As noted by the majority, the "law of the case" doctrine, which concerns the discretion rather than the power of a court, provides that "when a court decides upon a rule of law" in a case, "that decision should continue to govern the same issues" during "subsequent stages in the same case." __ MJ at (16) (quoting Arizona v. California, 460 U.S. 605, 618 (1983)). The majority notes that the federal civilian circuits are split as to whether the "law of the case" doctrine applies to only final rulings or whether it also covers all trial court rulings. The majority adopts the view "that law of the case only applies to final rulings," __ MJ at (17), asserts that the ruling of the military judge as to sentence credit was not final, and concludes that it was appropriate for the judge in the second proceeding to exercise his discretion to deny 18 days' sentence credit.

I do not agree with the majority’s suggestion that application of the "law of the case" doctrine turns on characterization of the ruling at issue as a "final" ruling or judgment, __ MJ at (17), or with the majority's characterization of the first military judge’s ruling as an "earlier trial ruling," __ MJ at (17). The military judge’s grant of the 18-day sentence credit in this case constituted a final decision by the court on the issue of the sentence credit, which is binding on the Government. Under these circumstances, applicability of the "law of the case" doctrine to this case cannot be decided by claiming that the military judge’s ruling is an "earlier trial ruling." __ MJ at (17).

In the present case, the convening authority’s action rendered the first trial a nullity as to the sentence; none of the rulings of the military judge in the first trial concerning sentence survived the action. Under those circumstances, the military judge in the second trial was free to revisit any of those rulings. See, e.g., United States v. Akers, 702 F.2d 1145, 1148 (D.C. Cir. 1983). At a rehearing ordered by the convening authority or an appellate court, either the Government or the accused may relitigate a sentence-credit determination by the military judge at the first trial.

The power of military judges to grant sentence credit for pretrial confinement and restraint tantamount to confinement is a judicially-created remedy, adopted by this Court under our supervisory powers to enforce Article 13, UCMJ, 10 USC § 813, see United States v. Larner, 1 MJ 371 (CMA 1976); and Department of Defense instructions regarding computation of sentences, see United States v. Allen, 17 MJ 126 (CMA 1984). Even though a credit is related to the sentence and may be addressed during the sentencing proceeding, the sentence-credit determination is not part of the adjudged findings or sentence that Congress has determined should be final and not subject to judicial review (such as an acquittal or sentence cap). The basis for the credit is not a consideration in the sentencing process, and the credit itself is not a reduction of the sentence. The federal civilian cases that apply law of the case based upon a characterization of the ruling as final are not helpful because they do not deal with the type of nonstatutory, judicially-created remedy applicable in the present case, which is not readily classified as "final."

Under the "law of the case" doctrine, if an appellate-level decision is not appealed by the party adversely affected by the decision, that decision is binding for purposes of subsequent proceedings in that case. United States v. Grooters, 39 MJ 269, 272-73 (CMA 1994) (citing United States v. Sales, 22 MJ 305, 307 (CMA 1986)). The only means available for the Government to appeal the sentence credit would be via an extraordinary writ. Attempting to characterize the sentence credit as "final" or "non-final" is likely to encourage the Government to appeal every adverse sentence-credit determination. There is no need to do so. Instead, we should recognize that the judicially-created remedy of a sentence credit is not readily characterized as "final" or "non-final," and that the critical component for purposes of the "law of the case" analysis is that an appellate decision remanding the case for further sentencing proceedings renders the earlier decision a nullity, thereby permitting reconsideration of the earlier ruling concerning sentence credit.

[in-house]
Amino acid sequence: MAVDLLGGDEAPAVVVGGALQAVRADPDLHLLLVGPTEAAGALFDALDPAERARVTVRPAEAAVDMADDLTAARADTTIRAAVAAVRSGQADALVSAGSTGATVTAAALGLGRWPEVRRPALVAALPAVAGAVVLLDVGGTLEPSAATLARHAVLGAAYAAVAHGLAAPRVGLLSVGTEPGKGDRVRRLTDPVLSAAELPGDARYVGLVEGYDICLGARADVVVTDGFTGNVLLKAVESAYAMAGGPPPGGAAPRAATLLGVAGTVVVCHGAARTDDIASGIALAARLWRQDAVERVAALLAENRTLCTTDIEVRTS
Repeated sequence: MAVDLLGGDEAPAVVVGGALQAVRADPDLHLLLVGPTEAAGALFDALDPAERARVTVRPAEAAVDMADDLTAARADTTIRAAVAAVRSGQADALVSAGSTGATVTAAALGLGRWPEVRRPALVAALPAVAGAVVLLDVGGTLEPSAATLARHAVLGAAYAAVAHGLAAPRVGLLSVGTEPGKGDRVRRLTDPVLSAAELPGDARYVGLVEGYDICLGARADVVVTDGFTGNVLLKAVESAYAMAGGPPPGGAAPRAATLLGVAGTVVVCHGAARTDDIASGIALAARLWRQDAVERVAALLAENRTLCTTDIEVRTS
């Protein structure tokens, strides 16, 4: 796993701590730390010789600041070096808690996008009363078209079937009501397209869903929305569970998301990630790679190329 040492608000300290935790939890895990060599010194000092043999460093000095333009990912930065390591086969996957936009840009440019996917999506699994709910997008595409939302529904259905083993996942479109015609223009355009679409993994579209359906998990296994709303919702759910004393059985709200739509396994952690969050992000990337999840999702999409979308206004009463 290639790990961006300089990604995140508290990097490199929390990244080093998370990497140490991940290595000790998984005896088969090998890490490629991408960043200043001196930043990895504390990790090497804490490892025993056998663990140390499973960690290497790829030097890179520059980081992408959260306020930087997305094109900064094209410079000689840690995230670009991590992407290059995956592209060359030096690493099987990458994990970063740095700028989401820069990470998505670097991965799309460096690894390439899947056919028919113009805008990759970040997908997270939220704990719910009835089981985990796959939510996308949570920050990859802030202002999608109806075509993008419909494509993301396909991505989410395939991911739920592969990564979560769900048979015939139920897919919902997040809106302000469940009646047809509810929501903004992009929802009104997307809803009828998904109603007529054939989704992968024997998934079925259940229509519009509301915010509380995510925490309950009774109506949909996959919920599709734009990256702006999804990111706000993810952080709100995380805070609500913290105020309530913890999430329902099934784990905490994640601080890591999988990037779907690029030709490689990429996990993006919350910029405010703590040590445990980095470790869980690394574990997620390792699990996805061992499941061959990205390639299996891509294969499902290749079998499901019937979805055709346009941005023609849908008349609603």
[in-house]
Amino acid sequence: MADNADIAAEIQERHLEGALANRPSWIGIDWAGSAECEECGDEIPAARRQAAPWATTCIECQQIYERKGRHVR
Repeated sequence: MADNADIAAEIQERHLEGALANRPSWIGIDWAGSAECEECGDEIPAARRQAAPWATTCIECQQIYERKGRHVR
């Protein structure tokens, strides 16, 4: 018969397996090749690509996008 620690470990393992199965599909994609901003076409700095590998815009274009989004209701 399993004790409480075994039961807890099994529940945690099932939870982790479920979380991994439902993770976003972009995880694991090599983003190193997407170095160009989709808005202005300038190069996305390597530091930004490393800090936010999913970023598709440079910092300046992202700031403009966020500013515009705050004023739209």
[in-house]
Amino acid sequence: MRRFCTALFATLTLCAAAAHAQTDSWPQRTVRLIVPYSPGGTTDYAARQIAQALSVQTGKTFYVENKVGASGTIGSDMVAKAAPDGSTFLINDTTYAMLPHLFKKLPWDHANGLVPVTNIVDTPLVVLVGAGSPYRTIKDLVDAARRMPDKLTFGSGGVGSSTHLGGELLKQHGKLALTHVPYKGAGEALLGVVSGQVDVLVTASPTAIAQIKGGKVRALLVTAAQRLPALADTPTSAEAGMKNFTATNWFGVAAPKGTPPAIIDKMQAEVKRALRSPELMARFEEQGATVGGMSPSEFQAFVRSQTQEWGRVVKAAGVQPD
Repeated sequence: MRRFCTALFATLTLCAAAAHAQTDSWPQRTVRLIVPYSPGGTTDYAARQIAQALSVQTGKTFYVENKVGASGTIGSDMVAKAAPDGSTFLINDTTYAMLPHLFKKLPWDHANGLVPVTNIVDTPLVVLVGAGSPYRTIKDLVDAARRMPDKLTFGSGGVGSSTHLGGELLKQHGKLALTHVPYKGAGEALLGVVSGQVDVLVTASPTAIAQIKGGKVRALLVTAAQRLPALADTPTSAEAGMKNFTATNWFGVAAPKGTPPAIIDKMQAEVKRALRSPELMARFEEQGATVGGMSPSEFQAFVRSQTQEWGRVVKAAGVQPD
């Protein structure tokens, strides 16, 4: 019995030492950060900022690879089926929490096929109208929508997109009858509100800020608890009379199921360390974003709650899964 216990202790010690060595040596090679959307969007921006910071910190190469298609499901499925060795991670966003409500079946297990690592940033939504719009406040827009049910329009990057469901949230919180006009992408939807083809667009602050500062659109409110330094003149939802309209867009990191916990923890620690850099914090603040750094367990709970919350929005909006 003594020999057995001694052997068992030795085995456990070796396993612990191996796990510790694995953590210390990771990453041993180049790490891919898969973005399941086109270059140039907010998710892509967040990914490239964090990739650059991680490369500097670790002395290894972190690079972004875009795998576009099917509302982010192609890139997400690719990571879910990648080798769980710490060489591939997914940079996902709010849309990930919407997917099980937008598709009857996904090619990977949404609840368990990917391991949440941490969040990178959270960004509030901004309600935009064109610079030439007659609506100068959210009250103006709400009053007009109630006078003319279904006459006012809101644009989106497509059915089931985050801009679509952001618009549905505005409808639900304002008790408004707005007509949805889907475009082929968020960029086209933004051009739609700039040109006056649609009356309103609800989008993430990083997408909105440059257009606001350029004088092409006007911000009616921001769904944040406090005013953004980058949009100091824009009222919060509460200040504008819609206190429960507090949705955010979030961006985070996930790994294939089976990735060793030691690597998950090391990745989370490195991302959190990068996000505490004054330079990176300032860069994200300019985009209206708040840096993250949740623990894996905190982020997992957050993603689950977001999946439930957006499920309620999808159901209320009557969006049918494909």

As to applicability of North Carolina v. Pearce, 395 U.S. 711 (1969), which is relied upon by the dissent, I note that Pearce is based upon further proceedings which have the effect of creating a burden on the right of appeal. Ruppel was sentenced at his first trial to confinement for 11 years, and he was granted 18 days’ sentence credit; on retrial, he received 7 years’ confinement but was not granted the 18 days’ credit. Because the effect of the retrial is that appellant will serve a shorter period of confinement (even without the 18-day sentence credit), I agree with the majority's conclusion that his right to appeal was not burdened in a way that implicates constitutional considerations.

SULLIVAN, Judge (dissenting):

The majority’s overly-technical approach to this appeal disturbs me. I would hold that appellant should be given the 18 days’ credit in accordance with the first military judge’s ruling in this case. The bottom line is that the second military judge failed to affirmatively establish his innocent motivation for rejecting the prior sentence credit ordered by the first judge. This was required by North Carolina v. Pearce, 395 U.S. 711, 726 (1969). No more need be said.